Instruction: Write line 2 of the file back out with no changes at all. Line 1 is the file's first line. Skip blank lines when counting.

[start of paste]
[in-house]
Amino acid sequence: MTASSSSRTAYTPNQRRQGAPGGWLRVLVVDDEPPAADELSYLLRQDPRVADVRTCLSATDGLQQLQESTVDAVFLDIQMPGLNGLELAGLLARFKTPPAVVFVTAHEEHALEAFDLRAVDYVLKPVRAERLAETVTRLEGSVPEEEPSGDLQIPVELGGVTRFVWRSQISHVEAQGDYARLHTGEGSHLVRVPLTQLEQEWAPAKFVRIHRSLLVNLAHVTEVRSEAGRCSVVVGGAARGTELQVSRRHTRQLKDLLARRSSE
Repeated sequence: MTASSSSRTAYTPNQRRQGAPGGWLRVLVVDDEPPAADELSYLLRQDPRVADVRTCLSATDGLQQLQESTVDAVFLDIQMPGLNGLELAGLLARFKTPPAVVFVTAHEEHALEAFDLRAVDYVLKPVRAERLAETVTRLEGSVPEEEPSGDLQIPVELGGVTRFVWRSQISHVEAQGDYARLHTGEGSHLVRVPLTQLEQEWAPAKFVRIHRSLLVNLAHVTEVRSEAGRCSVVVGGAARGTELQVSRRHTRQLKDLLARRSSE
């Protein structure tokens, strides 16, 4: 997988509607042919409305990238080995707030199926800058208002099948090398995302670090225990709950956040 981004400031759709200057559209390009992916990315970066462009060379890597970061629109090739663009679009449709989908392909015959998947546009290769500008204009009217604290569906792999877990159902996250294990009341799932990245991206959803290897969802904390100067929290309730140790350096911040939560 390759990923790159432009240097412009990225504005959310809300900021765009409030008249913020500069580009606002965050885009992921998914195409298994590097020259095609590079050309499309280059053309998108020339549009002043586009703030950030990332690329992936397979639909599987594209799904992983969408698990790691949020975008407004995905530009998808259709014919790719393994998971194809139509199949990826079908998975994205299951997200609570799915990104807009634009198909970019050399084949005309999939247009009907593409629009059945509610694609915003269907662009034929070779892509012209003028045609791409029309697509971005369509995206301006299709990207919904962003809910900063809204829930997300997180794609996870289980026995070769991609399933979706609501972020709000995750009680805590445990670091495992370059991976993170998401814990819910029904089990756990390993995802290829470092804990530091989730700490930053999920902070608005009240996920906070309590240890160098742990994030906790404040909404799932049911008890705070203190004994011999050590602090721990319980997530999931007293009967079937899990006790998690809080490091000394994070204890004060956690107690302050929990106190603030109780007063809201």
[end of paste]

Amino acid sequence: MTASSSSRTAYTPNQRRQGAPGGWLRVLVVDDEPPAADELSYLLRQDPRVADVRTCLSATDGLQQLQESTVDAVFLDIQMPGLNGLELAGLLARFKTPPAVVFVTAHEEHALEAFDLRAVDYVLKPVRAERLAETVTRLEGSVPEEEPSGDLQIPVELGGVTRFVWRSQISHVEAQGDYARLHTGEGSHLVRVPLTQLEQEWAPAKFVRIHRSLLVNLAHVTEVRSEAGRCSVVVGGAARGTELQVSRRHTRQLKDLLARRSSE